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The US government, at the request of banks and credit unions, should regulate API access to a person’s financial data. Yes, the financial services community should be forced to comply with an open banking standard. And the banks should demand it. They should lead the charge. When they understand why, they absolutely will lead the charge.

In the United Kingdom this is exactly what has happened. By law, banks are required to share data and provide easy API access to everyone’s data and payment transaction capabilities. Check this out to learn more about the open banking standard. Regulation, baby. Not really a theme of our government right now but needed nonetheless. The banks need to be forced to do this. Mandated. And really, it’s not the big banks that matter. In the US there are thousands of banks and credit unions. All of them, regardless of what their IT environment looks like, will need to build APIs and enable their organizations.

But wait! They don’t own the software, they license it. So whoever owns the software will have to build and provide APIs to facilitate free access to someone’s personal data. So who are the vendors? Do they like to make their data available? Do they have APIs today already in place? Do they charge for these APIs? I am under so many three-way NDAs that I can’t mention names but I can mention the category, core banking processors. They do have APIs today and yes they charge for them.

These big vendors have their own products and they’d rather not open up their APIs because it makes it easier for little snotty-nosed startups to gain traction. These big companies think it’s not in their interest. But obviously it can be done. Here at Malauzai we have over 40 interfaces to various core banking systems and a few hundred interfaces overall when you add in payment vendors, image vendors, etc. At Digital Insight in the old days we had well over a hundred core interfaces, many of which have gone away. It can be done, carefully and expensively.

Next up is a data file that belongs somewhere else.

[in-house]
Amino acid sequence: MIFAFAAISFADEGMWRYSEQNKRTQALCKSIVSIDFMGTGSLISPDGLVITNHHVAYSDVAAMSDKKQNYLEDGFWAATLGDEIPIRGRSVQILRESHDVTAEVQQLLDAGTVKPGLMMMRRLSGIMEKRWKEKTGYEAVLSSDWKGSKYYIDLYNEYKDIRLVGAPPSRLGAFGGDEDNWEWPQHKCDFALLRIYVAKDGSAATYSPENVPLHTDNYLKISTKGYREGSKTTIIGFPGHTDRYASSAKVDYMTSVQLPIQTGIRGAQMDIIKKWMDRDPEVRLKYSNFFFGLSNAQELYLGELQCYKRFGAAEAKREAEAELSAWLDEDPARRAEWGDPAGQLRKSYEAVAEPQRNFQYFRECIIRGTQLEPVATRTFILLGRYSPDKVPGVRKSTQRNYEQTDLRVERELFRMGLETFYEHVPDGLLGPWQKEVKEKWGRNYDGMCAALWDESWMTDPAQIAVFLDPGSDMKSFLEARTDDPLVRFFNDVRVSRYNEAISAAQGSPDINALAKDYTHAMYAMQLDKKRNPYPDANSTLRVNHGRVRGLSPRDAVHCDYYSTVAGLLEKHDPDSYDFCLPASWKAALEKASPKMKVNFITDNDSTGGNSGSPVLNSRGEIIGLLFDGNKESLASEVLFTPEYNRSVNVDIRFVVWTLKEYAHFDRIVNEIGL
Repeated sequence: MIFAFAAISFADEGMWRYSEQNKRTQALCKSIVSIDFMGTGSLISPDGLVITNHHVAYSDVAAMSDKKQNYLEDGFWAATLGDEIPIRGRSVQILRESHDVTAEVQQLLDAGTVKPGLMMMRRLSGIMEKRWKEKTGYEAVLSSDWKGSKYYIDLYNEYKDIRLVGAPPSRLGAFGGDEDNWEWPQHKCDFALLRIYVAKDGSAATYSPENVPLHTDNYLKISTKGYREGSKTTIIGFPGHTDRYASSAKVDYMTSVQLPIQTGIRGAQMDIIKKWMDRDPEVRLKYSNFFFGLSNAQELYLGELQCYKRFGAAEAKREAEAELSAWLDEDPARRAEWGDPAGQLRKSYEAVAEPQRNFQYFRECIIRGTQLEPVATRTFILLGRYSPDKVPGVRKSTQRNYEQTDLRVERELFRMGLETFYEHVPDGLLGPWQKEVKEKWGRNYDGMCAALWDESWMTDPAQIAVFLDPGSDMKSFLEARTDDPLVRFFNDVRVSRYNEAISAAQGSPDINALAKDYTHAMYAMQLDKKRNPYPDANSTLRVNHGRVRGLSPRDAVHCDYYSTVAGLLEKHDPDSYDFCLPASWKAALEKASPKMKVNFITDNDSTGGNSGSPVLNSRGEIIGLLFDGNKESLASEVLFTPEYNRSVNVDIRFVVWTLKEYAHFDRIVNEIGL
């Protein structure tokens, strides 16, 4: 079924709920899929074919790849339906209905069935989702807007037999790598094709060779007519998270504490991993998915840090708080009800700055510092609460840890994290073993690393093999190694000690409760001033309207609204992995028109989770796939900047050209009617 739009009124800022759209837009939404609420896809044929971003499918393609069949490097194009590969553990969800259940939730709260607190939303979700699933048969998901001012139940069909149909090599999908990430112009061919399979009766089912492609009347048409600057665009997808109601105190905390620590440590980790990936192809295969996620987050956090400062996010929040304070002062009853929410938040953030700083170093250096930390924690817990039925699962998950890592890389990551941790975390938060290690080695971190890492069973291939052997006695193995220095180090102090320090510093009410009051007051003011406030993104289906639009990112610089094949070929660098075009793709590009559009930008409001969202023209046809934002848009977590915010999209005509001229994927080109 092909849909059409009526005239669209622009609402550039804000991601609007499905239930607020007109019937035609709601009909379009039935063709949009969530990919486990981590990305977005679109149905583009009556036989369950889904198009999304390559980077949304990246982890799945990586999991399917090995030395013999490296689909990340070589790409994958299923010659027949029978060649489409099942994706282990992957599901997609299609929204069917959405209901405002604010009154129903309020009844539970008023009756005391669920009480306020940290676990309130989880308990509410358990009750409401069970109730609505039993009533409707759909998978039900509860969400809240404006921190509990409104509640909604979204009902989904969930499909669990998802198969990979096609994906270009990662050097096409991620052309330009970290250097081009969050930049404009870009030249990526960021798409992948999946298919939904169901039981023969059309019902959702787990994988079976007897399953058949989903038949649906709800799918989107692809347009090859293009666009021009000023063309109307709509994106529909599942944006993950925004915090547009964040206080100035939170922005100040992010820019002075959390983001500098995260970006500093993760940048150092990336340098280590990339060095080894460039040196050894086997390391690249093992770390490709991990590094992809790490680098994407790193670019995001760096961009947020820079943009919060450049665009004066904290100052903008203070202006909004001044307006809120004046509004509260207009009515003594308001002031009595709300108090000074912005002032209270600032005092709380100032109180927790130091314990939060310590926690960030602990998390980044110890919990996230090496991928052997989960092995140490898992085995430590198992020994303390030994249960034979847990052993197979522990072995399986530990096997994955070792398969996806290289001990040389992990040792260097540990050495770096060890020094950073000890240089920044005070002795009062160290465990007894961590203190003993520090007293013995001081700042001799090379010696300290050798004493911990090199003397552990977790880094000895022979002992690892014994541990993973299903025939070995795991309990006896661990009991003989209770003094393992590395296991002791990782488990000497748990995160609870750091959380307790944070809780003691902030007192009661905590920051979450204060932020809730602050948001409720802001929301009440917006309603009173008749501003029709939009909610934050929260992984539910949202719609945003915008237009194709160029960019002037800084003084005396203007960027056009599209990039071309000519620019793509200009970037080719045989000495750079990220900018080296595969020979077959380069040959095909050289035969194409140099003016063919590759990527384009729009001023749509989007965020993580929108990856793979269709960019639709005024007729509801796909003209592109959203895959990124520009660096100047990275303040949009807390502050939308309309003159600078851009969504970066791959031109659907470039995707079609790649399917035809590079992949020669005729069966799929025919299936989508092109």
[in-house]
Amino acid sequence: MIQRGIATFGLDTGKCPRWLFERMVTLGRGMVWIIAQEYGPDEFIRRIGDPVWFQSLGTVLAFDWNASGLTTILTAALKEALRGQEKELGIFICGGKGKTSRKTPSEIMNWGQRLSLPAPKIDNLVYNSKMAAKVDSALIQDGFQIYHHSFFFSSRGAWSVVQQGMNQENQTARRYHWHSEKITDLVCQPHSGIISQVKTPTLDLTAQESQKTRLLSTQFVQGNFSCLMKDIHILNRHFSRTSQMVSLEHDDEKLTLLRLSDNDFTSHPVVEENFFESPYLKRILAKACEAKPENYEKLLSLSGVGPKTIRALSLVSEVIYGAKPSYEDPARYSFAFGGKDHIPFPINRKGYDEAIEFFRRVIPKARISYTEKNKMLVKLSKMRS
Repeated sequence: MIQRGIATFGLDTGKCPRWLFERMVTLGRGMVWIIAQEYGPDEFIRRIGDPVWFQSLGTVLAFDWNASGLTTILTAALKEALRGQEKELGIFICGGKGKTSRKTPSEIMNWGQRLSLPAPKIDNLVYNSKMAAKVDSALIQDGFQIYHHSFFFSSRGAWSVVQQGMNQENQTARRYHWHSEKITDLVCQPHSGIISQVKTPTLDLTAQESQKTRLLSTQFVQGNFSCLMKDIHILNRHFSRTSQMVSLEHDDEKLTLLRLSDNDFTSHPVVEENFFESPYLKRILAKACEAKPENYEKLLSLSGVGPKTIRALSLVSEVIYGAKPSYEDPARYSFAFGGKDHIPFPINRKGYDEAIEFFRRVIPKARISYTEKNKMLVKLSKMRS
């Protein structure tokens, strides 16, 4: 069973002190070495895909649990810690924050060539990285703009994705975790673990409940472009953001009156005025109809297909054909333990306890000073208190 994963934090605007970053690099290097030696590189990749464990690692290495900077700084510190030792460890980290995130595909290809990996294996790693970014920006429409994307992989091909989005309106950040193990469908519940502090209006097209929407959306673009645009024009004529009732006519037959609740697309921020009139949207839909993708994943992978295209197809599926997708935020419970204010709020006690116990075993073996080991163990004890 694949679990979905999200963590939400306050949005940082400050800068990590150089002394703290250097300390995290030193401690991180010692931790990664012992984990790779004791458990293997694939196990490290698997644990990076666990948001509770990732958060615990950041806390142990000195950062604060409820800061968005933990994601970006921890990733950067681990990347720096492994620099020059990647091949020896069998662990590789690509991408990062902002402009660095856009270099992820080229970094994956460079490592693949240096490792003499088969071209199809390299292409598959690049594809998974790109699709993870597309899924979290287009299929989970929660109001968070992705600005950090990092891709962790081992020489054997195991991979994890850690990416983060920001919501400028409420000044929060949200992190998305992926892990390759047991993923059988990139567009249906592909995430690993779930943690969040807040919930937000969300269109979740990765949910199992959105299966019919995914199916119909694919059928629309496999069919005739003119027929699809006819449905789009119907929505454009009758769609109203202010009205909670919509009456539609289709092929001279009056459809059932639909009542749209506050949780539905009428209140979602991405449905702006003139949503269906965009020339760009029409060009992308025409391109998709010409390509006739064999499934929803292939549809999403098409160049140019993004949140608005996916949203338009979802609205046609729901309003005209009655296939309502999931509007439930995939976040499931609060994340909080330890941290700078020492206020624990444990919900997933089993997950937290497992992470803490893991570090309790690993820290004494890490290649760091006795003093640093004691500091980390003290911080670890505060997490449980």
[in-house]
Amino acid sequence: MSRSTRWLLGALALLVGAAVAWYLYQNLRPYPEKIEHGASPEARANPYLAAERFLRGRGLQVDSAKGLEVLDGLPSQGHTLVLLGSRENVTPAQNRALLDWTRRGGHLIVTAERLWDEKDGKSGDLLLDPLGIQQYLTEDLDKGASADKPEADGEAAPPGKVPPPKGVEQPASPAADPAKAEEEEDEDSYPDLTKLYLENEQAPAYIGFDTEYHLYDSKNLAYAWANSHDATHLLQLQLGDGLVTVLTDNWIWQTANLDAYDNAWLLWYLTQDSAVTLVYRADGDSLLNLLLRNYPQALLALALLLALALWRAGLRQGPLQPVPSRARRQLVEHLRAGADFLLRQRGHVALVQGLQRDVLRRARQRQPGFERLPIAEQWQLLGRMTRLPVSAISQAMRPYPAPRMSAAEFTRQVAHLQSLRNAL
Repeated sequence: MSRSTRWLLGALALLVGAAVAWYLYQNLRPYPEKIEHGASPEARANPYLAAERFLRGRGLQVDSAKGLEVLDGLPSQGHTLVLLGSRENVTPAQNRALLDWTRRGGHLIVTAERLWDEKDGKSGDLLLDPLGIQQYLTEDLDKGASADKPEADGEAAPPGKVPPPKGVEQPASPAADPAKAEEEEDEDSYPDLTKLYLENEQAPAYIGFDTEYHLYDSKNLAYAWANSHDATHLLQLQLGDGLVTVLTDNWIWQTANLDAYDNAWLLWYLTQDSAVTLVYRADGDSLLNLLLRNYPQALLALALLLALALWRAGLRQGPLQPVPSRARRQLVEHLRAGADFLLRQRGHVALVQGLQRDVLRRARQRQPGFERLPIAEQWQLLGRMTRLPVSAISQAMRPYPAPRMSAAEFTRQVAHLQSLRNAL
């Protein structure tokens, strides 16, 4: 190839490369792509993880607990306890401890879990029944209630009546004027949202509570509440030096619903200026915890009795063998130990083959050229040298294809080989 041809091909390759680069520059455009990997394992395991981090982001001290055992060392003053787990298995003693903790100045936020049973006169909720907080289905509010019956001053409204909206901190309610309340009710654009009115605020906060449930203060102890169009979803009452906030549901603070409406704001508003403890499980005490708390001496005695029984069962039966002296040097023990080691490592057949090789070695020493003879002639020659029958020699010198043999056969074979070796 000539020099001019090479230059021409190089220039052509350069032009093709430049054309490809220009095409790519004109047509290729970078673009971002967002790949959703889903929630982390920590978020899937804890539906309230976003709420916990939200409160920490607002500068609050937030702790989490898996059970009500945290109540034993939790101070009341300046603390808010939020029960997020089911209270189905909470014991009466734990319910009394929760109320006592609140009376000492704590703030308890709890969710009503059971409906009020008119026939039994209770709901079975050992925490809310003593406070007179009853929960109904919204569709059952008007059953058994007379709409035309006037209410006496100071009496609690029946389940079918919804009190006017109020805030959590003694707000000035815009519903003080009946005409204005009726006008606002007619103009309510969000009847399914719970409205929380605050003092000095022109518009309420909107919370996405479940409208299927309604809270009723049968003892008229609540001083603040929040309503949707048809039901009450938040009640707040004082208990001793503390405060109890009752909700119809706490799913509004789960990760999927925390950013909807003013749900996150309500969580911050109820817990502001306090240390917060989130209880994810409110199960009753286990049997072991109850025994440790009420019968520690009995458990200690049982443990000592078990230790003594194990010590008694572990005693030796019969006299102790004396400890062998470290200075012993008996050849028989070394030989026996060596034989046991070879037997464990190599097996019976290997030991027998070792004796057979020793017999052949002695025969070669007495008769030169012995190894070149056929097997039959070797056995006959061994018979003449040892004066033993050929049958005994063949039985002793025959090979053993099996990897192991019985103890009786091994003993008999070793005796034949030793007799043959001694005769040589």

Community banks, on the other hand, actually like APIs because it allows for really good point-solution providers to emerge. It’s the fintech software community that avoids APIs, or at least part of that community. It is counter to their business strategy or so they think. There are exceptions, like Profitstar, for example. This is an enlightened core banking processor setting up a division that can run free of conflict, focused on the technology that surrounds a core and yes, needs to interface to it. They get it over at Profitstar but alas, they are an anomaly.

As a small vendor, it’s inherent that we’re flexible and primed for all types of integration, so our APIs are already in place. We don’t charge for them. This is the case with many smaller Fintech companies, they are supportive of this change and are ready for it. Banks should demand the regulation of an open banking API standard. Vendors will be forced to provide APIs. Force the change. Bankers unite! Force the government to legislate, regulate whatever and make us all provide open API’s. If we wait for the industry to act, it simply will not happen. The big software companies have too deep of a lock for this situation to unwind quickly. It will eventually unwind, but there is a strong case to be made for accelerating this rate of change. Can’t wait for the day when APIs are easy to access and available to all, for free. In the end, there won’t be a bottleneck.

Robb Gaynor, Chief Product Officer Malauzai Software robb.gaynor@malauzai.com